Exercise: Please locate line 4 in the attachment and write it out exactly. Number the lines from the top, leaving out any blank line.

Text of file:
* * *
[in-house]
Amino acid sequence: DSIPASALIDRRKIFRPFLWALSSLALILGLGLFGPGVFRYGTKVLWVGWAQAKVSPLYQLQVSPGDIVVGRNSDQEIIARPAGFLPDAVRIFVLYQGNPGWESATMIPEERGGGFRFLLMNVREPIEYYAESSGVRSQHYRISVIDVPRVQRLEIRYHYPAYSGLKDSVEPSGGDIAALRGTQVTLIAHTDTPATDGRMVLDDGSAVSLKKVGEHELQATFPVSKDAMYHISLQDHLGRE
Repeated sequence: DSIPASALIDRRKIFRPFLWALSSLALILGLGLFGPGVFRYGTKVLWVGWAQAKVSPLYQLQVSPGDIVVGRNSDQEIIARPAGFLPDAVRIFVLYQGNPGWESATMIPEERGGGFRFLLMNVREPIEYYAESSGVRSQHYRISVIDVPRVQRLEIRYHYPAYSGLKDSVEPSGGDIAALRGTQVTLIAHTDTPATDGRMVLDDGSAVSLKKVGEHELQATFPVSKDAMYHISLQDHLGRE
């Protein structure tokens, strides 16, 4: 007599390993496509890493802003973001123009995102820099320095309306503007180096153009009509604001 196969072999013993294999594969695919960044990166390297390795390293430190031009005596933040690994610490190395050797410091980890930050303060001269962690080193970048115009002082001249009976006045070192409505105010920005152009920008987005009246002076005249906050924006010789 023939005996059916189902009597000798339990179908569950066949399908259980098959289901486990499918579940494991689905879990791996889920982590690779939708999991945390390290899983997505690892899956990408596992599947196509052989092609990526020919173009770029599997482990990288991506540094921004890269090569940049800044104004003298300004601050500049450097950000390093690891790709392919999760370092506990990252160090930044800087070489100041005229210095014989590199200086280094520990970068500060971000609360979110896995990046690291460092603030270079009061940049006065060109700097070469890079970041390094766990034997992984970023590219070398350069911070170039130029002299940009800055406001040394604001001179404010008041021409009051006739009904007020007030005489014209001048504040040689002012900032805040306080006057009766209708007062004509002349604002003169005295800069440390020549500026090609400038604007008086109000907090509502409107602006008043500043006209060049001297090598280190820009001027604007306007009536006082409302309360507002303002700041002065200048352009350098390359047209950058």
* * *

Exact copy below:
């Protein structure tokens, strides 16, 4: 007599390993496509890493802003973001123009995102820099320095309306503007180096153009009509604001 196969072999013993294999594969695919960044990166390297390795390293430190031009005596933040690994610490190395050797410091980890930050303060001269962690080193970048115009002082001249009976006045070192409505105010920005152009920008987005009246002076005249906050924006010789 023939005996059916189902009597000798339990179908569950066949399908259980098959289901486990499918579940494991689905879990791996889920982590690779939708999991945390390290899983997505690892899956990408596992599947196509052989092609990526020919173009770029599997482990990288991506540094921004890269090569940049800044104004003298300004601050500049450097950000390093690891790709392919999760370092506990990252160090930044800087070489100041005229210095014989590199200086280094520990970068500060971000609360979110896995990046690291460092603030270079009061940049006065060109700097070469890079970041390094766990034997992984970023590219070398350069911070170039130029002299940009800055406001040394604001001179404010008041021409009051006739009904007020007030005489014209001048504040040689002012900032805040306080006057009766209708007062004509002349604002003169005295800069440390020549500026090609400038604007008086109000907090509502409107602006008043500043006209060049001297090598280190820009001027604007306007009536006082409302309360507002303002700041002065200048352009350098390359047209950058």